This is quickly becoming like a bad investment movie. Netflix (NASDAQ:NFLX) announces a billion streaming viewers, international expansion into the Nordic region, or a new, exclusive content agreement, and what happens? Giddy Netflix subscribers/investors buy, buy, buy! The question is ... why, why, why?
The nightmare that is Netflix continued Dec. 5, after its announcement of an exclusive movie rights deal with Disney (NYSE:DIS). Lo and behold, Netflix stock jumped as much as 14% on the news, closing up 13%. Upon further review, Netflix investors are slowly realizing that the deal adds little to a stock that's lived on hype, and not much else, ever since CEO Reed Hastings thumbed his nose at his own customers.
Beginning with Disney's new 2016 theatrical releases, Netflix has paid for the rights to be the sole U.S. provider of Disney flicks via its streaming service. For Disney's direct-to-video offerings -- in other words, second rate videos -- Netflix plans to make them available to it streaming customers beginning in early 2013.
There's also the multi-year deal that makes old-school classics, including Dumbo and Pocahontas, among others, immediate additions to the impressive Netflix content arsenal. So, what's not to love?
Reality sets in
The concern among much of the media today is what Netflix had to pay for the Disney deal. But the long-term impact to Netflix and, ultimately, its shareholders, goes beyond the size of the check made payable to Disney.
But first, just how much has Netflix committed itself too? According to rumors, Netflix will pay somewhere in the $300 million per year range. The Netflix deal appears awfully steep when compared with Liberty Media's current arrangement with Disney, which expires in 2015, of $200 million per annum for exclusive programming. If it turns out that the Netflix numbers are even close, it paid a handsome premium, to say the least.
When you start to do the math, it's easy to see why all the Netflix excitement is quickly waning after yesterday's buzz. Netflix needs to add about 4 million subscribers, give or take, to break even on the Disney arrangement. Considering that Netflix will add about 5 million net subscribers this year, according to analysts who predict a slowing in subscriber growth, the numbers look pretty daunting.
But even if Netflix is able to use the Disney connection to boost subscribers, it doesn't address its bigger, on-going problem. When Hastings booted his DVD subscribers -- (Okay, he didn't exactly boot them, but he has made it clear he doesn't want that business) -- he put all of Netflix shareholder's eggs into the streaming video basket. The problem with streaming, as it always will be, is razor-thin margins. Last quarter's domestic streaming margin "improvement," up 0.08% to 16.4%, paled in comparison to the margins of the DVD business.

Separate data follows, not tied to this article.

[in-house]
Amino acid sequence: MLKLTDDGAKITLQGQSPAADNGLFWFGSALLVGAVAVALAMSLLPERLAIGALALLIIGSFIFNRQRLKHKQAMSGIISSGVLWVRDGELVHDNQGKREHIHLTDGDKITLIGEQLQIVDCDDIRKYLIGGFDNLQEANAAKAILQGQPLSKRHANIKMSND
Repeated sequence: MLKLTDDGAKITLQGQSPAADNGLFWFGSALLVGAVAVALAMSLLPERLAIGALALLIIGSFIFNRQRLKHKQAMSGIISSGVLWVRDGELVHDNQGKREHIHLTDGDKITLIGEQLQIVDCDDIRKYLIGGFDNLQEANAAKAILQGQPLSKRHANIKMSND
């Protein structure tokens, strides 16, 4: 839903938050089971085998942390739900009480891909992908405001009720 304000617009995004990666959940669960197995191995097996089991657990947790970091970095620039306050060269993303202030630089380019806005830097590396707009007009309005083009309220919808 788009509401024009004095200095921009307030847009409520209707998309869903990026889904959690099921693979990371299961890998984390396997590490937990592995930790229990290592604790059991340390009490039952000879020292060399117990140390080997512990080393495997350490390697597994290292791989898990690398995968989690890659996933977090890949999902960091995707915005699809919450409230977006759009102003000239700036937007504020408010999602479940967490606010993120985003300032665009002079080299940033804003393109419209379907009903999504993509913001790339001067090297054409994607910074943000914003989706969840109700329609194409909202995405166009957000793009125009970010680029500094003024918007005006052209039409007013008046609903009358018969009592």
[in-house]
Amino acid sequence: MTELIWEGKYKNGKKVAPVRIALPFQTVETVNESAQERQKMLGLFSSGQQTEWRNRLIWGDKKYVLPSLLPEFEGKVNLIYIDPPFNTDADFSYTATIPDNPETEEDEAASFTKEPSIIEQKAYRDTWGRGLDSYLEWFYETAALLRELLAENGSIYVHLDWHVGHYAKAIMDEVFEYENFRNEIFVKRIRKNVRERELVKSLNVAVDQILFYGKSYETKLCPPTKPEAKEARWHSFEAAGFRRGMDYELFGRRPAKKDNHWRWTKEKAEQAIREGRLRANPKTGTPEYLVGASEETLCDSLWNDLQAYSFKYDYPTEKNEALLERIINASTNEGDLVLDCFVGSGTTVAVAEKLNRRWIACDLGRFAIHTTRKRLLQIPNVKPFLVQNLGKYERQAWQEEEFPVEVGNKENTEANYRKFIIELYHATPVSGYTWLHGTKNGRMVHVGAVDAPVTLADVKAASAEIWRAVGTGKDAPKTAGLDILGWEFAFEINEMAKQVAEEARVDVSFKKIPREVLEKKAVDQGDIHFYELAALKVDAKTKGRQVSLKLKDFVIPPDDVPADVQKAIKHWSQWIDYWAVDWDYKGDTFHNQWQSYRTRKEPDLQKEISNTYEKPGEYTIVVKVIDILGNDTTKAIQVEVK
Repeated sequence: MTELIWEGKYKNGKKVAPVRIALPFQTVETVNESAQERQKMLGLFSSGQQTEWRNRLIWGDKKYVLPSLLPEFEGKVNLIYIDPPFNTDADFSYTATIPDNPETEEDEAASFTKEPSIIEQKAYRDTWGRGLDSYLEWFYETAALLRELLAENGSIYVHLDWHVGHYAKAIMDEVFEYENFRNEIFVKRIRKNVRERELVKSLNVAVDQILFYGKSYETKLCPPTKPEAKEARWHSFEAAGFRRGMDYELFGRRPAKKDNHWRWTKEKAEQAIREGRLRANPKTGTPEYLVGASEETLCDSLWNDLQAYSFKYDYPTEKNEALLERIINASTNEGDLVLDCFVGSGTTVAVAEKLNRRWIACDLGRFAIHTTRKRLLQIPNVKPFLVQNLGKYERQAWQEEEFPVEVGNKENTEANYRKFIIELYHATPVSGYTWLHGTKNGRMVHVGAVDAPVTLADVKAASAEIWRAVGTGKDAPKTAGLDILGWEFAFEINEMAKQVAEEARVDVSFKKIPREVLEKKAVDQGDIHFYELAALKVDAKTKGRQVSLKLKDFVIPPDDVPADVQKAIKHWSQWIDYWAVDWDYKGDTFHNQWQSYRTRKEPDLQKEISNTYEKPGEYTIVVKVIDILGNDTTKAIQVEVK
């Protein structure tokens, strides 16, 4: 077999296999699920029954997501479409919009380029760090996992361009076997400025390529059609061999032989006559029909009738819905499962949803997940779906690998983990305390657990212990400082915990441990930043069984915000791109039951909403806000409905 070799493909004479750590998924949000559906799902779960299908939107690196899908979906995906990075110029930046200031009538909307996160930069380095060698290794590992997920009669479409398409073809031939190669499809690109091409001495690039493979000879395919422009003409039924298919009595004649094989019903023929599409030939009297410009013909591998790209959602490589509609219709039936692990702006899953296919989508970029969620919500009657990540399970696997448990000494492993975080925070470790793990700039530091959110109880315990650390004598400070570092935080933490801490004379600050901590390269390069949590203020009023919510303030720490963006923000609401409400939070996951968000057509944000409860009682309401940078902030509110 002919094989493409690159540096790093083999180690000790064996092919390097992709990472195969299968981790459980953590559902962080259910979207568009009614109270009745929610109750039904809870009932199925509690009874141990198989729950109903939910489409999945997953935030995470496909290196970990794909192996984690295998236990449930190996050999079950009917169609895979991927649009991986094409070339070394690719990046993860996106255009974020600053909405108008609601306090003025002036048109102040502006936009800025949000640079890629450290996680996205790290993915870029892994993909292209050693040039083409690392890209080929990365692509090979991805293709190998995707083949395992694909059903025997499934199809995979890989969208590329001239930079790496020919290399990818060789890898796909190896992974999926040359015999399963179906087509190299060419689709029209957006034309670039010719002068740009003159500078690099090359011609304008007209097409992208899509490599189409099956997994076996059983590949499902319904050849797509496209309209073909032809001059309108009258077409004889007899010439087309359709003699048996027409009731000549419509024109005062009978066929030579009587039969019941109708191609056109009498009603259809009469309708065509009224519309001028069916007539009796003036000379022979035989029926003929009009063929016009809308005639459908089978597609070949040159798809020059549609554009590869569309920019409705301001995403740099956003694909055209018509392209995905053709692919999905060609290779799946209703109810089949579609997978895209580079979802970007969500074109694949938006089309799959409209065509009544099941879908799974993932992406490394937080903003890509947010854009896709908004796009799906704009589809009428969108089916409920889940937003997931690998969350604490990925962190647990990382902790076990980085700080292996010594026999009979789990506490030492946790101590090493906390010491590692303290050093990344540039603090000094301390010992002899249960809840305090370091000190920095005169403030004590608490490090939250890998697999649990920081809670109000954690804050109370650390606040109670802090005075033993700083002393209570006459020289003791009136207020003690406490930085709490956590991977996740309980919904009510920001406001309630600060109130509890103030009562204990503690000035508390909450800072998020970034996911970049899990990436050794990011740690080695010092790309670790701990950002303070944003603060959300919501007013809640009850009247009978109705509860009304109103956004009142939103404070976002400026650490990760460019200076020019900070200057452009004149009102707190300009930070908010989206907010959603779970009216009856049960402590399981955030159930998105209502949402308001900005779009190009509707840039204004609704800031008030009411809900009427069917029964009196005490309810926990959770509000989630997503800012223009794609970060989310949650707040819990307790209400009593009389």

How big is the difference? Even with Hasting's shoving aside of DVD customers, it still generates the majority of Netflix's profit.
Now, the really bad news
It took a while but, according to some reliable rumors -- assuming there is such a thing -- Verizon (NYSE:VZ) and Coinstar (NASDAQ:OUTR) are getting set to unveil their long-awaited video streaming service. As per a short-lived blurb on Coinstar's own website, the new service will cost $6 a month, undercutting Netflix pricing. Coinstar and its Redbox kiosks will continue to provide DVD alternatives to customers, too. In fact, word has it that, for a slightly higher monthly fee, customers will receive up to four Redbox DVD rentals in addition to its streaming options.
And let's not forget Amazon.com's (NASDAQ:AMZN) Prime service, which recently signed a content deal with former Netflix partner, Epix. Could we see Amazon.com separate its streaming business from Prime, to more directly compete with Netflix? Probably.
Then there's the often overlooked elephant in the room, Google (NASDAQ:GOOGL) and its YouTube offering. The hiring of Hollywood-level talent is likely a precursor to Google's own foray into Netflix-like streaming services. Comcast, TimeWarner, and satellite TV providers won't be far behind the streaming content movement, either.
Netflix has $798 million in cash on its balance sheet, along with $400 million in long-term debt, flat operating income, and barely discernible earnings; not exactly a confidence-instilling financial statement. Now, factor in Netflix paying a reported $300 million on a deal that will take years to show any bottom-line results, assuming it ever does. Don't fall for the latest Netflix buzz. As usual, once the euphoria wears off, Netflix still leaves little for investors to hold onto.